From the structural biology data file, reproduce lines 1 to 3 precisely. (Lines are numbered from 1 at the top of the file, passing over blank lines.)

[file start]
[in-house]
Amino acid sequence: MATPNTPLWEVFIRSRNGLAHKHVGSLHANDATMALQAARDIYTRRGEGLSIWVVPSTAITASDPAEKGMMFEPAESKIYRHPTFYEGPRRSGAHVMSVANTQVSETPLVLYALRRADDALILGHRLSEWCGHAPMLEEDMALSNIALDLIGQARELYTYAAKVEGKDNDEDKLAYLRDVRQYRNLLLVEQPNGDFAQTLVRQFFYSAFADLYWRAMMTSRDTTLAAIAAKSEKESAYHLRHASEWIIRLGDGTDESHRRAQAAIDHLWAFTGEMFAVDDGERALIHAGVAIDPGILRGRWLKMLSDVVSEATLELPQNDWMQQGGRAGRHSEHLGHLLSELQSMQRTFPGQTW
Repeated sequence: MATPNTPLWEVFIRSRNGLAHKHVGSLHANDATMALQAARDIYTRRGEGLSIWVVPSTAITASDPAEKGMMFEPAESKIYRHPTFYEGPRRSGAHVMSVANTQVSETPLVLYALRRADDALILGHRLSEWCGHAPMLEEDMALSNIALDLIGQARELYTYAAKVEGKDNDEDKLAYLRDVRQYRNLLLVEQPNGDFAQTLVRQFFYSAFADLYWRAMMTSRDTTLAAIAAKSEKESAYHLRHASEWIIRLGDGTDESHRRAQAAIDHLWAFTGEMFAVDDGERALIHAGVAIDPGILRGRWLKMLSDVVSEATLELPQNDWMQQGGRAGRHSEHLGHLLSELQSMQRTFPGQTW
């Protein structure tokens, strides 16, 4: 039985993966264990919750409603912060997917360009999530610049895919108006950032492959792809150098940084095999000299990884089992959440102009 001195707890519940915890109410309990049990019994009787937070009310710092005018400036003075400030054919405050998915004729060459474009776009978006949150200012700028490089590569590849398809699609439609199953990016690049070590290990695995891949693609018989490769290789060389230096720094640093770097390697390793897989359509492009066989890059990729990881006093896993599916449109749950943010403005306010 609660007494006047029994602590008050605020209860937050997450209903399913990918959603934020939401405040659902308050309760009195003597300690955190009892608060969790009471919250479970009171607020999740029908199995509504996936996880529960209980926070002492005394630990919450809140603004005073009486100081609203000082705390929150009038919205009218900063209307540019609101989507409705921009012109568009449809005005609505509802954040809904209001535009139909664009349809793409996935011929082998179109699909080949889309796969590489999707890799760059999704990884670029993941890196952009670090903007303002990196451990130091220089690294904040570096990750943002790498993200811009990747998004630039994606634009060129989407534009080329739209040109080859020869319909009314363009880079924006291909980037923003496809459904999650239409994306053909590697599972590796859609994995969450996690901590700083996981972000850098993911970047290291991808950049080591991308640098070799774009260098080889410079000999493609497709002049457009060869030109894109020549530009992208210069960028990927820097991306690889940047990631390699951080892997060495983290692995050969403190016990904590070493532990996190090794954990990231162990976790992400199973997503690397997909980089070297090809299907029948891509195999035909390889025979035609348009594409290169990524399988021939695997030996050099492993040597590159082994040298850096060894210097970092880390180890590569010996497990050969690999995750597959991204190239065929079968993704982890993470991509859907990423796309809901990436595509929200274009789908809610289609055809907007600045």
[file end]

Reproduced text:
[in-house]
Amino acid sequence: MATPNTPLWEVFIRSRNGLAHKHVGSLHANDATMALQAARDIYTRRGEGLSIWVVPSTAITASDPAEKGMMFEPAESKIYRHPTFYEGPRRSGAHVMSVANTQVSETPLVLYALRRADDALILGHRLSEWCGHAPMLEEDMALSNIALDLIGQARELYTYAAKVEGKDNDEDKLAYLRDVRQYRNLLLVEQPNGDFAQTLVRQFFYSAFADLYWRAMMTSRDTTLAAIAAKSEKESAYHLRHASEWIIRLGDGTDESHRRAQAAIDHLWAFTGEMFAVDDGERALIHAGVAIDPGILRGRWLKMLSDVVSEATLELPQNDWMQQGGRAGRHSEHLGHLLSELQSMQRTFPGQTW
Repeated sequence: MATPNTPLWEVFIRSRNGLAHKHVGSLHANDATMALQAARDIYTRRGEGLSIWVVPSTAITASDPAEKGMMFEPAESKIYRHPTFYEGPRRSGAHVMSVANTQVSETPLVLYALRRADDALILGHRLSEWCGHAPMLEEDMALSNIALDLIGQARELYTYAAKVEGKDNDEDKLAYLRDVRQYRNLLLVEQPNGDFAQTLVRQFFYSAFADLYWRAMMTSRDTTLAAIAAKSEKESAYHLRHASEWIIRLGDGTDESHRRAQAAIDHLWAFTGEMFAVDDGERALIHAGVAIDPGILRGRWLKMLSDVVSEATLELPQNDWMQQGGRAGRHSEHLGHLLSELQSMQRTFPGQTW